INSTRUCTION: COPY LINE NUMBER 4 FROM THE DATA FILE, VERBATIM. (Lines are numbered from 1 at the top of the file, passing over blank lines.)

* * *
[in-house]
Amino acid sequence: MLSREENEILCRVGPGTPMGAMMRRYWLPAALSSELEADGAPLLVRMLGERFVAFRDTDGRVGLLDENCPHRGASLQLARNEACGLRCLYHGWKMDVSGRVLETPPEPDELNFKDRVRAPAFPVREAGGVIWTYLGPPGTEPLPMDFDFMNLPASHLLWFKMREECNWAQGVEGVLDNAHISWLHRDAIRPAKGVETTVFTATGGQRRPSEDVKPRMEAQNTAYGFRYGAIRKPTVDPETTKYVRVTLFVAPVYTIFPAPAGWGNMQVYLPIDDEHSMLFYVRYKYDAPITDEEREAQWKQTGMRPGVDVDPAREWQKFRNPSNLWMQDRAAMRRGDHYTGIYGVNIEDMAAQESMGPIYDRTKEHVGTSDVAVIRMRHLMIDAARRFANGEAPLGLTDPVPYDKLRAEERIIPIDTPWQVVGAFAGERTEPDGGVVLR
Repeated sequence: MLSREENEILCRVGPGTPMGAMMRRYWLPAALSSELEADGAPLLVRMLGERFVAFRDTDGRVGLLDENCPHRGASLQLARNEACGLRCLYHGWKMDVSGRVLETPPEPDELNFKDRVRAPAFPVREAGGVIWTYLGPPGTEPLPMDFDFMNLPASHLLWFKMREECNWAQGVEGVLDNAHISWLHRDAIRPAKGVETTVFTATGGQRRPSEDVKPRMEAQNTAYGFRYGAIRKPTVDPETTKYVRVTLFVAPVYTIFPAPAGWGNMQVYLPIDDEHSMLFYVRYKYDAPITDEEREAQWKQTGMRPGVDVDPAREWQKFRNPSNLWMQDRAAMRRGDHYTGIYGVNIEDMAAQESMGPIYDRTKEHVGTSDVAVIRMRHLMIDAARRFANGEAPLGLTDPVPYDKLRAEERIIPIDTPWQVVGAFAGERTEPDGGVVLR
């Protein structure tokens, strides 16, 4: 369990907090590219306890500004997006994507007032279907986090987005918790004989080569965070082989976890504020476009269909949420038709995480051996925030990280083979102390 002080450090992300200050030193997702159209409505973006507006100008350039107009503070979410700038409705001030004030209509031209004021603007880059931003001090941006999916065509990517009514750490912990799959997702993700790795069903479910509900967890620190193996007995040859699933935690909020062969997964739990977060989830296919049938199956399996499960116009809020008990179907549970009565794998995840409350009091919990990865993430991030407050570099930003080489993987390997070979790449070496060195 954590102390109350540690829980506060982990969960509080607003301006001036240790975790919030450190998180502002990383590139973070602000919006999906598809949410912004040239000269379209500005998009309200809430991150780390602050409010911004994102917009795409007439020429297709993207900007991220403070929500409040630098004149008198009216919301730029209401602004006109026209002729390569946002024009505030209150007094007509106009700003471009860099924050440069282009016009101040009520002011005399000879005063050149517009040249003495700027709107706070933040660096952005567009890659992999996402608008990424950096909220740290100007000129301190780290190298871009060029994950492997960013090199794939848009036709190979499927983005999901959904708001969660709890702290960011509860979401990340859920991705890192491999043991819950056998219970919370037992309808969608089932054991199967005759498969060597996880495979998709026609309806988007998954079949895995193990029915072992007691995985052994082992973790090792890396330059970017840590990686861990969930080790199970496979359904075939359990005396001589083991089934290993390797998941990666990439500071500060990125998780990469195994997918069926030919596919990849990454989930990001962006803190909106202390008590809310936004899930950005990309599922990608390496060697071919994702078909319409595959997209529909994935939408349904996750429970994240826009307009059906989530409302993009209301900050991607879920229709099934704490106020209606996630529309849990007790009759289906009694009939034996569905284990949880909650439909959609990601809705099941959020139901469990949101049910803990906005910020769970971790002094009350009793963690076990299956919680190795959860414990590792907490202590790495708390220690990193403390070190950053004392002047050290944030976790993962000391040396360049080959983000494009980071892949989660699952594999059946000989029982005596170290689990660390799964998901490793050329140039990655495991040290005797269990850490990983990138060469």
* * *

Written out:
């Protein structure tokens, strides 16, 4: 369990907090590219306890500004997006994507007032279907986090987005918790004989080569965070082989976890504020476009269909949420038709995480051996925030990280083979102390 002080450090992300200050030193997702159209409505973006507006100008350039107009503070979410700038409705001030004030209509031209004021603007880059931003001090941006999916065509990517009514750490912990799959997702993700790795069903479910509900967890620190193996007995040859699933935690909020062969997964739990977060989830296919049938199956399996499960116009809020008990179907549970009565794998995840409350009091919990990865993430991030407050570099930003080489993987390997070979790449070496060195 954590102390109350540690829980506060982990969960509080607003301006001036240790975790919030450190998180502002990383590139973070602000919006999906598809949410912004040239000269379209500005998009309200809430991150780390602050409010911004994102917009795409007439020429297709993207900007991220403070929500409040630098004149008198009216919301730029209401602004006109026209002729390569946002024009505030209150007094007509106009700003471009860099924050440069282009016009101040009520002011005399000879005063050149517009040249003495700027709107706070933040660096952005567009890659992999996402608008990424950096909220740290100007000129301190780290190298871009060029994950492997960013090199794939848009036709190979499927983005999901959904708001969660709890702290960011509860979401990340859920991705890192491999043991819950056998219970919370037992309808969608089932054991199967005759498969060597996880495979998709026609309806988007998954079949895995193990029915072992007691995985052994082992973790090792890396330059970017840590990686861990969930080790199970496979359904075939359990005396001589083991089934290993390797998941990666990439500071500060990125998780990469195994997918069926030919596919990849990454989930990001962006803190909106202390008590809310936004899930950005990309599922990608390496060697071919994702078909319409595959997209529909994935939408349904996750429970994240826009307009059906989530409302993009209301900050991607879920229709099934704490106020209606996630529309849990007790009759289906009694009939034996569905284990949880909650439909959609990601809705099941959020139901469990949101049910803990906005910020769970971790002094009350009793963690076990299956919680190795959860414990590792907490202590790495708390220690990193403390070190950053004392002047050290944030976790993962000391040396360049080959983000494009980071892949989660699952594999059946000989029982005596170290689990660390799964998901490793050329140039990655495991040290005797269990850490990983990138060469």